“A federal appeals court has rejected an ‘inequitable — even scandalous’ class-action settlement, removed the lead lawyer and reinstated ‘defrocked’ lead plaintiffs who had objected to the deal.” The ruling, involving a class action against the Pella Corp., window manufacturers, is another triumph for Ted Frank, former contributor to this blog and now a prominent objector through his Center for Class Action Fairness. [ABA Journal, Chicago Daily Law Bulletin ("attorneys would receive $11 million in fees while their clients would get, at most, $8.5 million — and likely much less")]
Over “incessant filing of frivolous lawsuits.” [Lowering the Bar, opinion in Conrad v. AM Community Credit Union et al. (PDF)]
…2. The new front-loading washers turn out to have novel maintenance issues. In particular, they may develop musty smells unless owners practice some combination of leaving doors open to vent, wiping down surfaces, and other steps. Some consumers are irritated at this and regret the purchase, others not.
3. Trial lawyers sue all the major makers in class actions saying the new designs are defective, even though Consumer Reports rates the new category of washer “best in class” despite its drawbacks.
4. One of these class actions lands before Judge Posner at the Seventh Circuit, and he rules for letting it go forward on a theory of “predominance” (do these plaintiffs all belong in the same suit, when many are experiencing no problem at all?) that varies interestingly from what people assumed the Supreme Court’s thinking was on that subject.
5. The U.S. Supreme Court decides (coming up momentarily) whether to grant certiorari in Sears v. Butler.
There isn’t actually a strong logical chain linking 1) through 5); it’s kind of happenstance that the case threw up an issue involving predominance that the Supreme Court might find worth its attention, as opposed to merely presenting an overall profile of “hasn’t the whole system just become a crazy way to enrich lawyers?” Because “hasn’t the whole system just become a crazy way to enrich lawyers?” doesn’t count as a well-formed question for certiorari. [Ted Frank, more, Daniel Fisher] (& cross-posted, adapted, at Cato at Liberty) Update: Court vacates and remands in light of Comcast.) (& thanks to Marissa Miller, SCOTUSBlog, for roundup link)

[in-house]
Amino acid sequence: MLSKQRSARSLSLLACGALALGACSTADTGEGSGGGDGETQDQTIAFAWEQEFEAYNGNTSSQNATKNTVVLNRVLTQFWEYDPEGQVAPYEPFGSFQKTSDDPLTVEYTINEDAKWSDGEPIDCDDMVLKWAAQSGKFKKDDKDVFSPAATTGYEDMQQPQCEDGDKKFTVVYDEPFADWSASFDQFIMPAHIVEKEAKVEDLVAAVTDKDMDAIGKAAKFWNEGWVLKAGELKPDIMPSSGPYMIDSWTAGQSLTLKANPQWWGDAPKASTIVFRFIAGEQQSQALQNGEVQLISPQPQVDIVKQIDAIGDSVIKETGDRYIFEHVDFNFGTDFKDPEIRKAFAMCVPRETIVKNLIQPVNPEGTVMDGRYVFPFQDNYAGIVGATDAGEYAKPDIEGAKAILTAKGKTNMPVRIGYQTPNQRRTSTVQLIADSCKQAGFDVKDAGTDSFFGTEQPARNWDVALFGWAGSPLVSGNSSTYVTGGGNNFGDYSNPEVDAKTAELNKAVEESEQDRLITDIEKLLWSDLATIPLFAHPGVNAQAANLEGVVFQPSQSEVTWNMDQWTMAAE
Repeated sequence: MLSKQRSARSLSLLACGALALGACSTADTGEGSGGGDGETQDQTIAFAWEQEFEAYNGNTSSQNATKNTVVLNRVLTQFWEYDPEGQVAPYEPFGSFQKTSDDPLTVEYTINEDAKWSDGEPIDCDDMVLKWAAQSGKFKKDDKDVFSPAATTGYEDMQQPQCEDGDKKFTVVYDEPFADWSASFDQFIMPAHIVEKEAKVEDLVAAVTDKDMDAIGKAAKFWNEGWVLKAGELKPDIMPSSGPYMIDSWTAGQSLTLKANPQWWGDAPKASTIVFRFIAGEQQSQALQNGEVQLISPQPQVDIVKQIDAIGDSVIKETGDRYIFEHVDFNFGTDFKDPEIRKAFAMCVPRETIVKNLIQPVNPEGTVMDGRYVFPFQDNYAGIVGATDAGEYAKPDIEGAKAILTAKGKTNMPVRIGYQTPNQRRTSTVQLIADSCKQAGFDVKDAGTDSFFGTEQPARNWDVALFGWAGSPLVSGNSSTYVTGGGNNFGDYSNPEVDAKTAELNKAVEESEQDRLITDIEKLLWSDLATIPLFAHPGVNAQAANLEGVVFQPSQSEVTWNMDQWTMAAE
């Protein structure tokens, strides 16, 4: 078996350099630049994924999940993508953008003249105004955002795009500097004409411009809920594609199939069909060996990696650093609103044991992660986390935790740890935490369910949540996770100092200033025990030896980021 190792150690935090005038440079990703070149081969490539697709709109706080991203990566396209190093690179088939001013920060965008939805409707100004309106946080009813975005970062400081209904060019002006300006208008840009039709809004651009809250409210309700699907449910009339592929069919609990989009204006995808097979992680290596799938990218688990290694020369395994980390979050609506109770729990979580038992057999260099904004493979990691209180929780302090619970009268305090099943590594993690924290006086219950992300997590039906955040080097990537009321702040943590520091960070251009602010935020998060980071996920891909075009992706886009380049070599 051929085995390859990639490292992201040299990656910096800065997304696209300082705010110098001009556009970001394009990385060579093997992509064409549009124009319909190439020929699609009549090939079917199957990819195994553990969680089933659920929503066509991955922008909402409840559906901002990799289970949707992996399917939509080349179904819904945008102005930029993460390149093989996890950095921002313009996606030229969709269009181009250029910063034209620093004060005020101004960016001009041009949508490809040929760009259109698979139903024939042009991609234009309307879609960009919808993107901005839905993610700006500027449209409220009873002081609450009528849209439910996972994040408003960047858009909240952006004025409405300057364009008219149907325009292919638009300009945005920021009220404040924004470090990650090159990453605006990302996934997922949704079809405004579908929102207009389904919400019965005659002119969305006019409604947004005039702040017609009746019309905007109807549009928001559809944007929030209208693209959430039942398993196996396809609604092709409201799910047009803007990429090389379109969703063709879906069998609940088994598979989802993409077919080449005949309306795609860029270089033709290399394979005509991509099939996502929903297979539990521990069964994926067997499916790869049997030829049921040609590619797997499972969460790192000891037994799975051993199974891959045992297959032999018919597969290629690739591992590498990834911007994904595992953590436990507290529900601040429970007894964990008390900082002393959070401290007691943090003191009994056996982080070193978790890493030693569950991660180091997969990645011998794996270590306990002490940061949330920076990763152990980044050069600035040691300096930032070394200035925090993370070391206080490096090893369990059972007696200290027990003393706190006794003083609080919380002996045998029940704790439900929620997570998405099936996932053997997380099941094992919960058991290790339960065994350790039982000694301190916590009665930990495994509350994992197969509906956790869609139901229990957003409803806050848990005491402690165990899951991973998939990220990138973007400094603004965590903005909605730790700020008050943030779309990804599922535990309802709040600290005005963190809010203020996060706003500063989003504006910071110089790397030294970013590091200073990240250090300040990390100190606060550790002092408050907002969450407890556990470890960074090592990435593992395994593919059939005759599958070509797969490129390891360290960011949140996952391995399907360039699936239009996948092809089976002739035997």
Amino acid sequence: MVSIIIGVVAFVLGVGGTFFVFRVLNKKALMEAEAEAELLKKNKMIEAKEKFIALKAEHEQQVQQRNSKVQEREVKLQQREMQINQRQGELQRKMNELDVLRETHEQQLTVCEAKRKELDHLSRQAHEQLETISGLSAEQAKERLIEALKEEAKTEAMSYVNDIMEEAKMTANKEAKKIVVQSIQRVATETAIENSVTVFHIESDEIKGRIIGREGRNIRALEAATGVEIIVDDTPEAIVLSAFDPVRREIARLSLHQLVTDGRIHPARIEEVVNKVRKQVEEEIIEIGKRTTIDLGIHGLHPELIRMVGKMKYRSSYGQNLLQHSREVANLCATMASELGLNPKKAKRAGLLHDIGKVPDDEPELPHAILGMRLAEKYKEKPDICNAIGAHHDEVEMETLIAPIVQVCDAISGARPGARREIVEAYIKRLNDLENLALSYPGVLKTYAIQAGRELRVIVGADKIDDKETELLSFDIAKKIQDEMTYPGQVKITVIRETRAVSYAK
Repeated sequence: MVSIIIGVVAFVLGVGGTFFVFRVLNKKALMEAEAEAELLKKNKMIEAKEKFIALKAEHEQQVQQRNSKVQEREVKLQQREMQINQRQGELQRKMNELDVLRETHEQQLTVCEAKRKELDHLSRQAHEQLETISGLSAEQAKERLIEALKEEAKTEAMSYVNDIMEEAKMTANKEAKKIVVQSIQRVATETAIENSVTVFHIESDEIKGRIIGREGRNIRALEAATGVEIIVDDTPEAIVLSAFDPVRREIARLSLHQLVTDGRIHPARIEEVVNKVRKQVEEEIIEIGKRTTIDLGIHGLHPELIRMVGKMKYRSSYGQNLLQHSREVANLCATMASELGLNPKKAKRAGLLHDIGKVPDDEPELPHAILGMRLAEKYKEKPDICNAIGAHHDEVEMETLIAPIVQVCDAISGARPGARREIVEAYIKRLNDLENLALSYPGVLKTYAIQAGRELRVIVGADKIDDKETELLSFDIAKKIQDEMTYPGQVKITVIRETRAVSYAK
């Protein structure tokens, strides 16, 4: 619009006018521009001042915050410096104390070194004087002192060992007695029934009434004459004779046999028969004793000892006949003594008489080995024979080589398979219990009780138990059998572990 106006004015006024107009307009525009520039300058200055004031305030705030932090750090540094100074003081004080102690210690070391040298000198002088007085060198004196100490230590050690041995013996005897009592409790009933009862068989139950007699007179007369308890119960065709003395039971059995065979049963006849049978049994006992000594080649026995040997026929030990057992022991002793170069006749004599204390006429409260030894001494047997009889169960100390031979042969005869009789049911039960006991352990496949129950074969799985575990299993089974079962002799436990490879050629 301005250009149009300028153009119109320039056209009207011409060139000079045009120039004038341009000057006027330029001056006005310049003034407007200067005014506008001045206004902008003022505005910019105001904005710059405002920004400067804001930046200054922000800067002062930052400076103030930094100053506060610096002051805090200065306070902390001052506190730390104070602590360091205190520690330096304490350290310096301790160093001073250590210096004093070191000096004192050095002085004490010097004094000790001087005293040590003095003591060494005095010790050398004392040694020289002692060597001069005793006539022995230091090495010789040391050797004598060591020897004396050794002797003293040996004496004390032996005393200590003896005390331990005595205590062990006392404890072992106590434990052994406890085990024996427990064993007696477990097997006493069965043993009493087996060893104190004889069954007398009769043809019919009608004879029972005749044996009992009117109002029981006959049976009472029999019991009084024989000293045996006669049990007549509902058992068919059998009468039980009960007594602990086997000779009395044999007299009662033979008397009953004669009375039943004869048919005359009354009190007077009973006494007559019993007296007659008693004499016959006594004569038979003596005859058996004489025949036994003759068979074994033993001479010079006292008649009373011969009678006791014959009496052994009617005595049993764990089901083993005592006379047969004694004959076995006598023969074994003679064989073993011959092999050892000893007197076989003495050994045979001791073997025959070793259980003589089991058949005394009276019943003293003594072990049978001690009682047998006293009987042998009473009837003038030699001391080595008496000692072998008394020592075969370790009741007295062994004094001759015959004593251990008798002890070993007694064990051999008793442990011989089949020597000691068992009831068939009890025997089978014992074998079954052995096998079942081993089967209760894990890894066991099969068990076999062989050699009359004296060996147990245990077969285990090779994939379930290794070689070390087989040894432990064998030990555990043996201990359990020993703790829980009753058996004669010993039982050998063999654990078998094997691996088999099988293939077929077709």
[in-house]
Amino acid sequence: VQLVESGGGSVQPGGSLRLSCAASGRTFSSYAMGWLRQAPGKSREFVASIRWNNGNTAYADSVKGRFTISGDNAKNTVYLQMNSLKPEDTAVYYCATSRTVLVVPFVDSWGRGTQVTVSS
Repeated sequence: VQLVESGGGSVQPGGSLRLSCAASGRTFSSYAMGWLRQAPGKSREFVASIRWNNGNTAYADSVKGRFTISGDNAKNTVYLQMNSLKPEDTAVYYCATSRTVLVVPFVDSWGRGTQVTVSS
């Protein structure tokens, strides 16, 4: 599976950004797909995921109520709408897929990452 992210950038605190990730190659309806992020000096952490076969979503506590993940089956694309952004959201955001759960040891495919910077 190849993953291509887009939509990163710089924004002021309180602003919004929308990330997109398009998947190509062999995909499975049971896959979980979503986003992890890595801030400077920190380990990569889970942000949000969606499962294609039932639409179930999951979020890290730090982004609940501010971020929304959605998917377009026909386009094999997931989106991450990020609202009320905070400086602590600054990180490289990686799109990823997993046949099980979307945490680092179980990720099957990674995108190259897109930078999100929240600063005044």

Satire by Kyle Graham about some high-level legal-literary feuding.
I’ve got a new essay up at The Atlantic, part of the “America the Fixable” series edited by Philip K. Howard. I have a bit of fun at the expense of the Harvard Law Review, raising the question of whether it should be held to lower standards than the Long Island tabloid Newsday, and cite such figures as Richard Posner, Elizabeth Warren, Ross Davies of George Mason, and the bloggers at Volokh Conspiracy and Balkinization.
Said Judge Posner, of an alleged serial spammer’s courtroom presentation. “It’s not only incompetent, it’s grotesque. You’ve got damages jumping around from $11 million to $130 million to $122 million to $33 million. In fact, the damages are probably zero.” [Timothy Lee, Ars Technica]
An uninvited-fax case gives the judge a chance to express some views on the typicality, credibility and adequacy of class representatives. [Trask]